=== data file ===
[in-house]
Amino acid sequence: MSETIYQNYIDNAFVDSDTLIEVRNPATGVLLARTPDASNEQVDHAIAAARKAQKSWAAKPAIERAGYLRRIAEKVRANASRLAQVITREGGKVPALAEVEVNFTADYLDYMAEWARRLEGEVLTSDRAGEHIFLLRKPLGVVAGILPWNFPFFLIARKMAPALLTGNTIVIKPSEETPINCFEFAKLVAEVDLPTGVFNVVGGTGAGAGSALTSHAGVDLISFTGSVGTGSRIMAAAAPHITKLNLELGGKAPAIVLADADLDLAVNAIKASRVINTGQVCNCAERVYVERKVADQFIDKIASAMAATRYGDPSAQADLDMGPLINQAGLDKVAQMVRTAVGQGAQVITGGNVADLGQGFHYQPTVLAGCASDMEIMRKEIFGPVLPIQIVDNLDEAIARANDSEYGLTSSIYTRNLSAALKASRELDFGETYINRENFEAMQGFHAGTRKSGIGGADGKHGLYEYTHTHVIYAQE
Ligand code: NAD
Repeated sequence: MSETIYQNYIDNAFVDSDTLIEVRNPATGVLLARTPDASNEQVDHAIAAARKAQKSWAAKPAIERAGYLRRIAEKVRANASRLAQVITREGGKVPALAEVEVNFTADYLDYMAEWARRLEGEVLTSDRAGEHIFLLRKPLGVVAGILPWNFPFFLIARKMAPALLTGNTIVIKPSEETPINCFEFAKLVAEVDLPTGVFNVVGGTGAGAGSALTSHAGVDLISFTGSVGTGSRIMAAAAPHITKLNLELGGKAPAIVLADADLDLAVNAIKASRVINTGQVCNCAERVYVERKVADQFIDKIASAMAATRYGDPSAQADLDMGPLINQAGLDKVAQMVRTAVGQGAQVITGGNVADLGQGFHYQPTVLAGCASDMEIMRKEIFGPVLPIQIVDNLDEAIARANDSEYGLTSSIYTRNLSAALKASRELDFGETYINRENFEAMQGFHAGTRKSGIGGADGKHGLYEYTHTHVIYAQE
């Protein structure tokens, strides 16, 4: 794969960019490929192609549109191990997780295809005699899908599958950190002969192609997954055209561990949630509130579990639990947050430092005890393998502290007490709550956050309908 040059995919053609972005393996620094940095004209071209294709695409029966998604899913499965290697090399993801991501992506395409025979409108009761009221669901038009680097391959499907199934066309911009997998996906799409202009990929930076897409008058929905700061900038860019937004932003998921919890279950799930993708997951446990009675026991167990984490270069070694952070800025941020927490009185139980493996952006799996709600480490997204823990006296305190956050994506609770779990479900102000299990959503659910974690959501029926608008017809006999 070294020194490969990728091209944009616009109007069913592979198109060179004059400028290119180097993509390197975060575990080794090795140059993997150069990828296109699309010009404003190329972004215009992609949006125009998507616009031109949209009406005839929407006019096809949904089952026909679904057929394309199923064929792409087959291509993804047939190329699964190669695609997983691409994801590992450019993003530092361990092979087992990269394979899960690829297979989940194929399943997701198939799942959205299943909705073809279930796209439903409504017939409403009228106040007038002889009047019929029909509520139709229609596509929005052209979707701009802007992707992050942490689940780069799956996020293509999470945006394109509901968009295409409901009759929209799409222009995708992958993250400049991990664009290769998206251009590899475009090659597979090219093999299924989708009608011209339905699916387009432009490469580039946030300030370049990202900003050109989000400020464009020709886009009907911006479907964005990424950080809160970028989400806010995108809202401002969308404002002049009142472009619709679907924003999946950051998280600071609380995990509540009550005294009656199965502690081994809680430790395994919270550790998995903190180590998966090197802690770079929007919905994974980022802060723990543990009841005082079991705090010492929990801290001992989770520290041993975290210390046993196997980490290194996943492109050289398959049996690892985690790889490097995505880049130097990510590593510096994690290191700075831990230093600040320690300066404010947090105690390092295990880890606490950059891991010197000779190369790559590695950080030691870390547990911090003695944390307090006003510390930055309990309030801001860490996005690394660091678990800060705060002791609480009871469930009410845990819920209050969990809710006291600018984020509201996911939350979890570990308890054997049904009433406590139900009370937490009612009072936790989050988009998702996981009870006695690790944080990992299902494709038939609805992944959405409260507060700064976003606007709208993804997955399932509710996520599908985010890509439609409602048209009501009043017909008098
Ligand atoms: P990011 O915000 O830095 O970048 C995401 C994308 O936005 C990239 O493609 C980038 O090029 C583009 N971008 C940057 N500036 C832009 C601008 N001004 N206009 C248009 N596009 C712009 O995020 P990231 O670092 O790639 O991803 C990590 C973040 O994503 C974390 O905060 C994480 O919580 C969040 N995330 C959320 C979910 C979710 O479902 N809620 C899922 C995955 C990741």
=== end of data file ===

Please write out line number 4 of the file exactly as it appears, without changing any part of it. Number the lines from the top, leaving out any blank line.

Repeated sequence: MSETIYQNYIDNAFVDSDTLIEVRNPATGVLLARTPDASNEQVDHAIAAARKAQKSWAAKPAIERAGYLRRIAEKVRANASRLAQVITREGGKVPALAEVEVNFTADYLDYMAEWARRLEGEVLTSDRAGEHIFLLRKPLGVVAGILPWNFPFFLIARKMAPALLTGNTIVIKPSEETPINCFEFAKLVAEVDLPTGVFNVVGGTGAGAGSALTSHAGVDLISFTGSVGTGSRIMAAAAPHITKLNLELGGKAPAIVLADADLDLAVNAIKASRVINTGQVCNCAERVYVERKVADQFIDKIASAMAATRYGDPSAQADLDMGPLINQAGLDKVAQMVRTAVGQGAQVITGGNVADLGQGFHYQPTVLAGCASDMEIMRKEIFGPVLPIQIVDNLDEAIARANDSEYGLTSSIYTRNLSAALKASRELDFGETYINRENFEAMQGFHAGTRKSGIGGADGKHGLYEYTHTHVIYAQE